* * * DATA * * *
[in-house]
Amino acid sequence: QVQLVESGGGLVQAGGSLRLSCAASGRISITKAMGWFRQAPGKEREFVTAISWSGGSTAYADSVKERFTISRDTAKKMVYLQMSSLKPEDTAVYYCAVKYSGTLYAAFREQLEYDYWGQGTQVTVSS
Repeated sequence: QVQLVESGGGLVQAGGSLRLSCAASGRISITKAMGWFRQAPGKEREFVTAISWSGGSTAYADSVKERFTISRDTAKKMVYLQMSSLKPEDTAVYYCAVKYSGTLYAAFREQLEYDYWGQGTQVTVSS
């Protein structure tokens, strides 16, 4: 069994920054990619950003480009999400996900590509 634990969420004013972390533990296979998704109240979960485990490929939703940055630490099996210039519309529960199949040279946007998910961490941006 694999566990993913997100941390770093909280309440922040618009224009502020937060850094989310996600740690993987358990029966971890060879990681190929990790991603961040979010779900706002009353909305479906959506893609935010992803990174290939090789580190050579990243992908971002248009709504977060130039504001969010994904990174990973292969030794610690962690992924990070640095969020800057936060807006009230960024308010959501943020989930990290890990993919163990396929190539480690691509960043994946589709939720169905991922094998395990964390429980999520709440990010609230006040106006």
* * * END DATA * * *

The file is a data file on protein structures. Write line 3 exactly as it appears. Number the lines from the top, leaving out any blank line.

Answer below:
Repeated sequence: QVQLVESGGGLVQAGGSLRLSCAASGRISITKAMGWFRQAPGKEREFVTAISWSGGSTAYADSVKERFTISRDTAKKMVYLQMSSLKPEDTAVYYCAVKYSGTLYAAFREQLEYDYWGQGTQVTVSS